Abuse on the border

The dark video of a man lying on the floor while a group of police officers surrounds him and Tasers him is horrifyingly similar to one from 20 years ago, which we have remembered a lot lately because of the upcoming anniversary of the Los Angeles riots.

We think it’s appropriate to compare the images of Rodney King’s beating with the new images of a dozen Border Patrol agents surrounding Anastasio Hernández Rojas, a Mexican migrant worker caught trying to enter the country illegally near San Diego on May 28, 2010.

Of course, there are some differences. Rodney King survived the blows, while Hernández Rojas, 42, died as a result of the blows, kicks and electric shocks he endured that night. The San Diego medical examiner ruled the death a homicide.

Hernández Rojas had previously been deported, and had methamphetamines in his blood. Rodney King also had drugs in his system when he got arrested. However, the police protocols that are generally followed in a civilized country with laws set limits on the use of deadly force, especially when there are alternatives.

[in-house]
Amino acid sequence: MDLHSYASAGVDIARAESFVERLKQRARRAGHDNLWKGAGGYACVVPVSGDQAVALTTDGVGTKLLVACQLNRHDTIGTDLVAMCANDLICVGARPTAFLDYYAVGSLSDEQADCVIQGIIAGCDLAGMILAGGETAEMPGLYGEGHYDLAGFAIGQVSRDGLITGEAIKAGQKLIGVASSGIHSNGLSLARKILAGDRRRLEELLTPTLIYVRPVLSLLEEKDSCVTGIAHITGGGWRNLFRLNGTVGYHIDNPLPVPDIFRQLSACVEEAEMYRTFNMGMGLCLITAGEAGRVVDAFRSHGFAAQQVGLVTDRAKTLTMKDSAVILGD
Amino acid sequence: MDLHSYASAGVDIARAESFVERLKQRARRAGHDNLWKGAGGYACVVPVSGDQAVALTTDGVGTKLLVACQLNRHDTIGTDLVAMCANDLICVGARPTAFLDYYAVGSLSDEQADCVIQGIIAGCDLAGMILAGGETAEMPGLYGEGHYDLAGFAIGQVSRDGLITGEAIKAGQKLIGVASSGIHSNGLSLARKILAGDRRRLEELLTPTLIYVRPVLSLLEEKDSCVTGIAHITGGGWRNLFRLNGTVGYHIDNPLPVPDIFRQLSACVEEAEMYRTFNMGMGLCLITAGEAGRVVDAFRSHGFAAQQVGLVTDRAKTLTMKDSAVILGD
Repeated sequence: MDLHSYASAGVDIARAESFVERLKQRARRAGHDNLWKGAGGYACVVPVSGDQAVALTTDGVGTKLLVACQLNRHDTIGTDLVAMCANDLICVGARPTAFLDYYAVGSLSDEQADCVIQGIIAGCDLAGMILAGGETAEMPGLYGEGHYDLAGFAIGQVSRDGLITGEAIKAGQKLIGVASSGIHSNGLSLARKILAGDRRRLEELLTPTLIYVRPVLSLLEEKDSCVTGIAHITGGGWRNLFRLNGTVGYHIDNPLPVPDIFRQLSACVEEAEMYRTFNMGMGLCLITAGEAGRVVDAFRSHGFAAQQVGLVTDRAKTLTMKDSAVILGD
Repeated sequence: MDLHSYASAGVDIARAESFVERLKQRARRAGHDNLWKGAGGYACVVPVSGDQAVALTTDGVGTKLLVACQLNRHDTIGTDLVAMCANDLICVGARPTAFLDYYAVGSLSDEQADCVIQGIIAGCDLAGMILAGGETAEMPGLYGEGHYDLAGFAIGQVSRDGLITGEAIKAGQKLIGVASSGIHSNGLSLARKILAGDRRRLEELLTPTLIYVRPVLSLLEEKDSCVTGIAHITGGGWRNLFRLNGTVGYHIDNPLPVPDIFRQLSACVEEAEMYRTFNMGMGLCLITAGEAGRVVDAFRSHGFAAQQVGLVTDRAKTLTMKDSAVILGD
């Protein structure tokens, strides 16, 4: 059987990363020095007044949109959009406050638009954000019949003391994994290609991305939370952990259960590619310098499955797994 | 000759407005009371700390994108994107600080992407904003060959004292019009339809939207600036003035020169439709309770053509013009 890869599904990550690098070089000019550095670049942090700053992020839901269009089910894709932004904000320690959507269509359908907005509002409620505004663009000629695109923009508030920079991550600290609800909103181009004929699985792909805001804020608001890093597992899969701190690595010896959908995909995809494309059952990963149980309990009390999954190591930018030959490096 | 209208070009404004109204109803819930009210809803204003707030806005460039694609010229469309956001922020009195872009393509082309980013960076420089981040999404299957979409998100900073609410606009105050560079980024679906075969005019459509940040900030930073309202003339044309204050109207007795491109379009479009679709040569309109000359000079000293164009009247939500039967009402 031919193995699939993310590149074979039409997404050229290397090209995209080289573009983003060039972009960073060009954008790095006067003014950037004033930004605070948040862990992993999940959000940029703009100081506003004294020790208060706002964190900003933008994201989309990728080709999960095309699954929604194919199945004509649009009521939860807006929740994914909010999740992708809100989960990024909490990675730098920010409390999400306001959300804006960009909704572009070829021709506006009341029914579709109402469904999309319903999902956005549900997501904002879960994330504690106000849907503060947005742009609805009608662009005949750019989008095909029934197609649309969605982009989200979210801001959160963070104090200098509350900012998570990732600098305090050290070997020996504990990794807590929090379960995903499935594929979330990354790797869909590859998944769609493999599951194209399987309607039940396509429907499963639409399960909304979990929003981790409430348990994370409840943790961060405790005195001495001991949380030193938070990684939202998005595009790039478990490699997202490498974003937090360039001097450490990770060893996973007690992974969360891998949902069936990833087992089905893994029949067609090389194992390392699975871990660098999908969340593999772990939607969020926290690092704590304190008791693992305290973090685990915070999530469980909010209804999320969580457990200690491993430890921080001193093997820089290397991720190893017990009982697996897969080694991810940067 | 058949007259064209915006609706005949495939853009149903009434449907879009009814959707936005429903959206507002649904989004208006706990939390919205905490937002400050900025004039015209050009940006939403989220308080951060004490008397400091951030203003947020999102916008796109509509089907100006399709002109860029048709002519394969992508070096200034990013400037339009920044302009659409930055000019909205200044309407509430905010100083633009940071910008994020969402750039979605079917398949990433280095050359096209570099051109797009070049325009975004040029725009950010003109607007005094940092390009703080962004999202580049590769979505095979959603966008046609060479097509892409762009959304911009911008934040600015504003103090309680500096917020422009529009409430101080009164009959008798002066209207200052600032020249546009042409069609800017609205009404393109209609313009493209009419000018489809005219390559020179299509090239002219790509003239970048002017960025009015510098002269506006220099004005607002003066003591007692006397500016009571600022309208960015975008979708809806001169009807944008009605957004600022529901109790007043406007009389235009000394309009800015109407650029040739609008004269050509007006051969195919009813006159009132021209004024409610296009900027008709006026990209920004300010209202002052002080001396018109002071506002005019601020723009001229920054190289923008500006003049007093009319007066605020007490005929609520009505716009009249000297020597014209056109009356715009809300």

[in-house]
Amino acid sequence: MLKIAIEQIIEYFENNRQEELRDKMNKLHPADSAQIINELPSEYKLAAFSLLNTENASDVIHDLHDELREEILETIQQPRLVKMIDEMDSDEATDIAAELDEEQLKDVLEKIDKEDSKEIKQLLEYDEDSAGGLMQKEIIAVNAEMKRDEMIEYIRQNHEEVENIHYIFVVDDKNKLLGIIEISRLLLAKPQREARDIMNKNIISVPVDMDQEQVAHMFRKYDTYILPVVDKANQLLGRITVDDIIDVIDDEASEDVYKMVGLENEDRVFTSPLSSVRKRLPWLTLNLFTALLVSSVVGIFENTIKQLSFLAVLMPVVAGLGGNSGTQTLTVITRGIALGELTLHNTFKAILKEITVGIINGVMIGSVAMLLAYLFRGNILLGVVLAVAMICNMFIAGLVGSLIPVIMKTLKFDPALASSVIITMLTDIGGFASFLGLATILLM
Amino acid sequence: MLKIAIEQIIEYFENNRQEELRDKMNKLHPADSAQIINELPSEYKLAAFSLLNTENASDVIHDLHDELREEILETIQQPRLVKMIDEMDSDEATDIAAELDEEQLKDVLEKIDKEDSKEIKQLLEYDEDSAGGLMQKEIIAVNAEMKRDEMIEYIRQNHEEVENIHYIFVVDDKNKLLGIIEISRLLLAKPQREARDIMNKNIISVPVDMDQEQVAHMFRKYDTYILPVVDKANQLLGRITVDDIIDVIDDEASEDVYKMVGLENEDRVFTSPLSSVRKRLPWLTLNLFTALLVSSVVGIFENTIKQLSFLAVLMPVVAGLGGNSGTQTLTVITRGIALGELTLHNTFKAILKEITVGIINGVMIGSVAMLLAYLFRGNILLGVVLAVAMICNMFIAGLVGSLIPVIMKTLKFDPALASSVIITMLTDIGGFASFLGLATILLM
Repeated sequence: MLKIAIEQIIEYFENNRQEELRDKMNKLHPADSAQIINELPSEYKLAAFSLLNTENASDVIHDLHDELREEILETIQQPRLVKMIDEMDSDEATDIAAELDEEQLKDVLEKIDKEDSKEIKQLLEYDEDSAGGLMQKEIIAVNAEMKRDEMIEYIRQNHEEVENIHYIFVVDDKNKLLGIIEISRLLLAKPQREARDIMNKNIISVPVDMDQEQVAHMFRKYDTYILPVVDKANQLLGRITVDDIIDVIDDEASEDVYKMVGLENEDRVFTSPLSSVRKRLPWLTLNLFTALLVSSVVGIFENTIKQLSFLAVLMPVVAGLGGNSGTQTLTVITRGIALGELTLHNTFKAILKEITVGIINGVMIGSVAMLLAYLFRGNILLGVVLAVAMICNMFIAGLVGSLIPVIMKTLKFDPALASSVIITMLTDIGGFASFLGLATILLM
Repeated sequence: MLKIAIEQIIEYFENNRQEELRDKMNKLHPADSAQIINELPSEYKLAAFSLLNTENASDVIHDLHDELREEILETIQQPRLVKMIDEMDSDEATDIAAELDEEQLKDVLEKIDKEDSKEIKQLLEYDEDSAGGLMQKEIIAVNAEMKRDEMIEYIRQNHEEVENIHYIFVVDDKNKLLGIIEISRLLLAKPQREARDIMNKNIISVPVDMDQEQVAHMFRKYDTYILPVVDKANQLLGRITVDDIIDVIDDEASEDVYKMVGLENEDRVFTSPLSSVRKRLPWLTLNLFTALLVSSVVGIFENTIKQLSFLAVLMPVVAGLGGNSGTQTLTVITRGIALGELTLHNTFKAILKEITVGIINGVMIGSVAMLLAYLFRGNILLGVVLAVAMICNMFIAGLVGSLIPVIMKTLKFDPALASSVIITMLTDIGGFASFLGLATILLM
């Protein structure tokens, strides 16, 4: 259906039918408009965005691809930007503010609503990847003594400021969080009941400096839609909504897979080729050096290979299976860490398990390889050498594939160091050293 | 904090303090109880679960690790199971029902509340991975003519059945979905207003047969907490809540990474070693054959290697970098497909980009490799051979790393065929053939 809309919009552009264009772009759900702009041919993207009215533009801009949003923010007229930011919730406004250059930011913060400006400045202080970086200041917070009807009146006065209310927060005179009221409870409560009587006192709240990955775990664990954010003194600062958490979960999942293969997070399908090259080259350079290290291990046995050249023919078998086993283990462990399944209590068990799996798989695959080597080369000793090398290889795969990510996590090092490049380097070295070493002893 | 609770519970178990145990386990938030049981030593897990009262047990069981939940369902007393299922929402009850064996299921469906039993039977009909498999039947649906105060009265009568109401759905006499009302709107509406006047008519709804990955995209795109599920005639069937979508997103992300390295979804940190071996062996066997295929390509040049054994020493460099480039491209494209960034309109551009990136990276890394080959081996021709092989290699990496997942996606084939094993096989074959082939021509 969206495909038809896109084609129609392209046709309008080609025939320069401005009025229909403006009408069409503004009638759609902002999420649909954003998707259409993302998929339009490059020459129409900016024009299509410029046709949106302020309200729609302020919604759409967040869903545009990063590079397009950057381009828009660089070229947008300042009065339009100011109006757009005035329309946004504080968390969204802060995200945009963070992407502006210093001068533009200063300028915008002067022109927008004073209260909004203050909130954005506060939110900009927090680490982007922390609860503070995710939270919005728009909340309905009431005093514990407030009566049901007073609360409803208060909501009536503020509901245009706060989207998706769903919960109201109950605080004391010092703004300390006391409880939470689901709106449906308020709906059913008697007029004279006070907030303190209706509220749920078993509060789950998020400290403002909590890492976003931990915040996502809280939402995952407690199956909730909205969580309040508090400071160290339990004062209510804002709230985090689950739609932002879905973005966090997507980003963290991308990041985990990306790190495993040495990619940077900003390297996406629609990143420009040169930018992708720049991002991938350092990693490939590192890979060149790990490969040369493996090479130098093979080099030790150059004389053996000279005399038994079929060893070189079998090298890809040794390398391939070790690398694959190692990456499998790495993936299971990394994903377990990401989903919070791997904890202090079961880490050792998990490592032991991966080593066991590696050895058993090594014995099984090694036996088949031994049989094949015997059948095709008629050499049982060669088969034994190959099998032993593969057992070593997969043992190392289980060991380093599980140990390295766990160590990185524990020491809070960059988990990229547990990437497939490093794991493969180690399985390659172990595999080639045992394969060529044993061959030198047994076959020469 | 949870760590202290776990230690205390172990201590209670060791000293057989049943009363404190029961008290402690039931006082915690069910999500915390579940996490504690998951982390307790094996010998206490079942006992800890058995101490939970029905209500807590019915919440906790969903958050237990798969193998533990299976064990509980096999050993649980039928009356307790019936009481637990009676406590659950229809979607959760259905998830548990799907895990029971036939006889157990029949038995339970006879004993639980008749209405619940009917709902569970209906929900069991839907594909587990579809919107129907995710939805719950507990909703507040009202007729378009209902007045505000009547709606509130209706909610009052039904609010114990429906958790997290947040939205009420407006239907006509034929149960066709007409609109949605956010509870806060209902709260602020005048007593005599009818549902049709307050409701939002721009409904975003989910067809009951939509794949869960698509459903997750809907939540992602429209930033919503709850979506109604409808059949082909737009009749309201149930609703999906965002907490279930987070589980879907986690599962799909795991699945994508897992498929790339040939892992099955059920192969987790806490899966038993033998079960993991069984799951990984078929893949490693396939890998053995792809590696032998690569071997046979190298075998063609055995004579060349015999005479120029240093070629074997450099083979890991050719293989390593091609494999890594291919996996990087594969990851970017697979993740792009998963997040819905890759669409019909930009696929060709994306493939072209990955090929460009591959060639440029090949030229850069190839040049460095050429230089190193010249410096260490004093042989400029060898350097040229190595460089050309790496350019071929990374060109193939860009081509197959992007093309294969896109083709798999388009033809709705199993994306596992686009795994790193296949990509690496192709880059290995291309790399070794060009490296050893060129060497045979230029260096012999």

Last year, Alan Bersin, commissioner of Customs and Border Patrol (CBP), admitted during a public hearing that the rapid growth of his agency’s staff has been to the detriment of their quality.

Between 2004 and 2010, the number of Border Patrol agents more than doubled. The staff is younger and less experienced, and their number has made it harder to conduct the required background reinvestigations every five years. As a result, there have been numerous corruption cases.

What happened to Hernández Rojas is not the only case of apparent excessive use of force against migrants that has emerged in the past few years. It is necessary not only to reopen the investigation of the case and punish those responsible if warranted, but also to evaluate and publish protocols on the use of force.

Border Patrol agents have a job to do, but they should not accomplish it by violating the constitutional principles this country is based on and even less by breaking the law.